Why do it?
- This activity provides an opportunity to do 2 things at once — walking and pulling a toy.
- It’s also an opportunity for toddlers to practise their walking.
- And it can be a ‘pretend’ play activity to stimulate imagination and language learning.
How to do it
- You may already have a pull-along toy, or you can easily make one.
- You’ll need a sturdy box (a shoebox would do) and some string. Make a small hole in the end of the box and thread through a short piece of knotted string for your toddler to hold and pull.
- Make sure the string is too short to go around their neck and pose a choking danger.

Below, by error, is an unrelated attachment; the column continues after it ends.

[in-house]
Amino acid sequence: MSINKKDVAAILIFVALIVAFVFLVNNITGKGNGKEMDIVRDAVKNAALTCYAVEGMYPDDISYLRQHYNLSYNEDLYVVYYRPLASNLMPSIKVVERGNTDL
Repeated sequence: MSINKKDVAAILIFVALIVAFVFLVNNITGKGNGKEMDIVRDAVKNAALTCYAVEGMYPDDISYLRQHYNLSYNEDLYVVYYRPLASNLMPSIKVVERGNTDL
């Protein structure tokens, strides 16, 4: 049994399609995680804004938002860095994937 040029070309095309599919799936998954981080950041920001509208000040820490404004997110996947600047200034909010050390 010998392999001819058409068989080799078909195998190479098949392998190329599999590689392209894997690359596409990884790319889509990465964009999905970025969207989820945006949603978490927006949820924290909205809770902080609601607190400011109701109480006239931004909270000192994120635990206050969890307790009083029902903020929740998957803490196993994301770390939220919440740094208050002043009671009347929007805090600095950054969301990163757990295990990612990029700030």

- You could also attach an item to the pulling end, to give them something to hold on to — for example, a stick, pencil or bangle.
- They can pull on the string and take their toys for a ride, or ‘deliver’ items to other rooms.
Using more te reo Māori
|Te reo Māori||English|
|Pouaka pouaka Box Maori | Noun||Box|
|Kōneke kōneke Trolley Maori | Noun||Trolley|
|Pahi pahi Bus Maori | Noun||Bus|
|Taraka taraka Truck, lorry, railway wagon Maori | Noun||Truck|
|Wēkana wēkana Wagon Maori | Noun||Wagon|
|Haere mā runga i te kōneke||Ride in the trolley|
|He poto rawa||Too short|
|He roa rawa||Too long|
|Kaitaraiwa kaitaraiwa Driver Maori | Noun||Driver|
|Hīkoi hīkoi To step, stride, march, walk Maori | Verb||Walk|
|Kume kume To pull, drag. Usually kūmea in the passive form Maori | Verb||Pull or drag|
|Hīkoi whakamuri||Walk backwards|
|Kia tūpato||Be careful|
|Kua tae mai te pāhara||The parcel has just arrived|